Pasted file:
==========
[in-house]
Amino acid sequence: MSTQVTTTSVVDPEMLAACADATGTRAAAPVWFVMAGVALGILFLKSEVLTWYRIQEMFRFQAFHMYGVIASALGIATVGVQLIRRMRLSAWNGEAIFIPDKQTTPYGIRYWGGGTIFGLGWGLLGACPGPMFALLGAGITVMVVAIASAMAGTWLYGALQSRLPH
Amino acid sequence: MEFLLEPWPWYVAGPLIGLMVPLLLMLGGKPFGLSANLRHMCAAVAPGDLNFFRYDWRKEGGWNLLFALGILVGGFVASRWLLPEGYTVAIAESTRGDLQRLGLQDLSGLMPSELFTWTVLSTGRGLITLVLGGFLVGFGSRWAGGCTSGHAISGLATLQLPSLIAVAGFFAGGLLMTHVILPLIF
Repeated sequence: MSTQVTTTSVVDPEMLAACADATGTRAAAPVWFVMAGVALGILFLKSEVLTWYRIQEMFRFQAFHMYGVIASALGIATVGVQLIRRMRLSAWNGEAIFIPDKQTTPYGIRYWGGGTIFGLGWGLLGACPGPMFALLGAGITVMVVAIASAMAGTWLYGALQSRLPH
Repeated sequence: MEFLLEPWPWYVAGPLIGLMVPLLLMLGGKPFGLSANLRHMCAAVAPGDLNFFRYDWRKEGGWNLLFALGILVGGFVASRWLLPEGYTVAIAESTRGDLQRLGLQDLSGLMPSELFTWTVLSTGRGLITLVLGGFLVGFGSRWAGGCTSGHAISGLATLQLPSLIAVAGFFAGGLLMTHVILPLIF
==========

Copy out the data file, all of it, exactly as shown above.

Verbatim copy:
[in-house]
Amino acid sequence: MSTQVTTTSVVDPEMLAACADATGTRAAAPVWFVMAGVALGILFLKSEVLTWYRIQEMFRFQAFHMYGVIASALGIATVGVQLIRRMRLSAWNGEAIFIPDKQTTPYGIRYWGGGTIFGLGWGLLGACPGPMFALLGAGITVMVVAIASAMAGTWLYGALQSRLPH
Amino acid sequence: MEFLLEPWPWYVAGPLIGLMVPLLLMLGGKPFGLSANLRHMCAAVAPGDLNFFRYDWRKEGGWNLLFALGILVGGFVASRWLLPEGYTVAIAESTRGDLQRLGLQDLSGLMPSELFTWTVLSTGRGLITLVLGGFLVGFGSRWAGGCTSGHAISGLATLQLPSLIAVAGFFAGGLLMTHVILPLIF
Repeated sequence: MSTQVTTTSVVDPEMLAACADATGTRAAAPVWFVMAGVALGILFLKSEVLTWYRIQEMFRFQAFHMYGVIASALGIATVGVQLIRRMRLSAWNGEAIFIPDKQTTPYGIRYWGGGTIFGLGWGLLGACPGPMFALLGAGITVMVVAIASAMAGTWLYGALQSRLPH
Repeated sequence: MEFLLEPWPWYVAGPLIGLMVPLLLMLGGKPFGLSANLRHMCAAVAPGDLNFFRYDWRKEGGWNLLFALGILVGGFVASRWLLPEGYTVAIAESTRGDLQRLGLQDLSGLMPSELFTWTVLSTGRGLITLVLGGFLVGFGSRWAGGCTSGHAISGLATLQLPSLIAVAGFFAGGLLMTHVILPLIF